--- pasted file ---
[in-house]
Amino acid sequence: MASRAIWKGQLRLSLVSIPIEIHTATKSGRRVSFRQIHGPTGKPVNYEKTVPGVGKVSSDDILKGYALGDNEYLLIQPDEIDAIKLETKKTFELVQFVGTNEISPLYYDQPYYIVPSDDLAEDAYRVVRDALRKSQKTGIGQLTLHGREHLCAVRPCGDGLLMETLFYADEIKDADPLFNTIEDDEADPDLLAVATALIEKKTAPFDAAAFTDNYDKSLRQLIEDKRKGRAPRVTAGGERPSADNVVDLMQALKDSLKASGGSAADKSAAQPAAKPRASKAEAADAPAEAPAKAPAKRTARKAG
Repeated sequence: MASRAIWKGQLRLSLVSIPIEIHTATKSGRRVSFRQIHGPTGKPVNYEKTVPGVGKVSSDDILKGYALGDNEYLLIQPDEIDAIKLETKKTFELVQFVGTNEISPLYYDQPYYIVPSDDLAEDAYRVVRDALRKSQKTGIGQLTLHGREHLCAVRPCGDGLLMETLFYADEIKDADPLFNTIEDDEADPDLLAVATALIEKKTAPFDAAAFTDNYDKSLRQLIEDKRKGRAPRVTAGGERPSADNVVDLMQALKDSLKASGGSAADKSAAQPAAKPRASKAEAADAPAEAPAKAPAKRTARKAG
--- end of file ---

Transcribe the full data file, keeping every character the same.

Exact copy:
[in-house]
Amino acid sequence: MASRAIWKGQLRLSLVSIPIEIHTATKSGRRVSFRQIHGPTGKPVNYEKTVPGVGKVSSDDILKGYALGDNEYLLIQPDEIDAIKLETKKTFELVQFVGTNEISPLYYDQPYYIVPSDDLAEDAYRVVRDALRKSQKTGIGQLTLHGREHLCAVRPCGDGLLMETLFYADEIKDADPLFNTIEDDEADPDLLAVATALIEKKTAPFDAAAFTDNYDKSLRQLIEDKRKGRAPRVTAGGERPSADNVVDLMQALKDSLKASGGSAADKSAAQPAAKPRASKAEAADAPAEAPAKAPAKRTARKAG
Repeated sequence: MASRAIWKGQLRLSLVSIPIEIHTATKSGRRVSFRQIHGPTGKPVNYEKTVPGVGKVSSDDILKGYALGDNEYLLIQPDEIDAIKLETKKTFELVQFVGTNEISPLYYDQPYYIVPSDDLAEDAYRVVRDALRKSQKTGIGQLTLHGREHLCAVRPCGDGLLMETLFYADEIKDADPLFNTIEDDEADPDLLAVATALIEKKTAPFDAAAFTDNYDKSLRQLIEDKRKGRAPRVTAGGERPSADNVVDLMQALKDSLKASGGSAADKSAAQPAAKPRASKAEAADAPAEAPAKAPAKRTARKAG